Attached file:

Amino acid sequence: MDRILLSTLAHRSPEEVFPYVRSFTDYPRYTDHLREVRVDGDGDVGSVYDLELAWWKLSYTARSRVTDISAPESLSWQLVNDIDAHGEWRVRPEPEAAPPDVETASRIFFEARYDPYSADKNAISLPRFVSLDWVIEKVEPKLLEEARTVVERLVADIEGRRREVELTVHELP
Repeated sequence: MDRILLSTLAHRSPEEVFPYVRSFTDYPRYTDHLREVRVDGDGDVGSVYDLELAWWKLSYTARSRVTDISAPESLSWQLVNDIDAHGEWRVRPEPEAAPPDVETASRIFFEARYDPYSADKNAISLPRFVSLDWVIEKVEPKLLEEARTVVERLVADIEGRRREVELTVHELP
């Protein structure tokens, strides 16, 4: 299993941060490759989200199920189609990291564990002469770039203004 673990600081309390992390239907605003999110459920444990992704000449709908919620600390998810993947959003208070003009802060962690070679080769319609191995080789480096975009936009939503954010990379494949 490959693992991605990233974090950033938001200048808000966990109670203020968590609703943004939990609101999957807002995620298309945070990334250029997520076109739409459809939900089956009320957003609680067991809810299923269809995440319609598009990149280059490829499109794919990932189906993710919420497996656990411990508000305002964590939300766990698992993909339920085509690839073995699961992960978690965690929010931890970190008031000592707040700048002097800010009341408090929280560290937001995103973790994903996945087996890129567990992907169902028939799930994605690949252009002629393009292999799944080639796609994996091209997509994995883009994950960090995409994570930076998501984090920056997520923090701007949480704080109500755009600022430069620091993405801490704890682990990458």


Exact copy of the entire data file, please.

Amino acid sequence: MDRILLSTLAHRSPEEVFPYVRSFTDYPRYTDHLREVRVDGDGDVGSVYDLELAWWKLSYTARSRVTDISAPESLSWQLVNDIDAHGEWRVRPEPEAAPPDVETASRIFFEARYDPYSADKNAISLPRFVSLDWVIEKVEPKLLEEARTVVERLVADIEGRRREVELTVHELP
Repeated sequence: MDRILLSTLAHRSPEEVFPYVRSFTDYPRYTDHLREVRVDGDGDVGSVYDLELAWWKLSYTARSRVTDISAPESLSWQLVNDIDAHGEWRVRPEPEAAPPDVETASRIFFEARYDPYSADKNAISLPRFVSLDWVIEKVEPKLLEEARTVVERLVADIEGRRREVELTVHELP
């Protein structure tokens, strides 16, 4: 299993941060490759989200199920189609990291564990002469770039203004 673990600081309390992390239907605003999110459920444990992704000449709908919620600390998810993947959003208070003009802060962690070679080769319609191995080789480096975009936009939503954010990379494949 490959693992991605990233974090950033938001200048808000966990109670203020968590609703943004939990609101999957807002995620298309945070990334250029997520076109739409459809939900089956009320957003609680067991809810299923269809995440319609598009990149280059490829499109794919990932189906993710919420497996656990411990508000305002964590939300766990698992993909339920085509690839073995699961992960978690965690929010931890970190008031000592707040700048002097800010009341408090929280560290937001995103973790994903996945087996890129567990992907169902028939799930994605690949252009002629393009292999799944080639796609994996091209997509994995883009994950960090995409994570930076998501984090920056997520923090701007949480704080109500755009600022430069620091993405801490704890682990990458």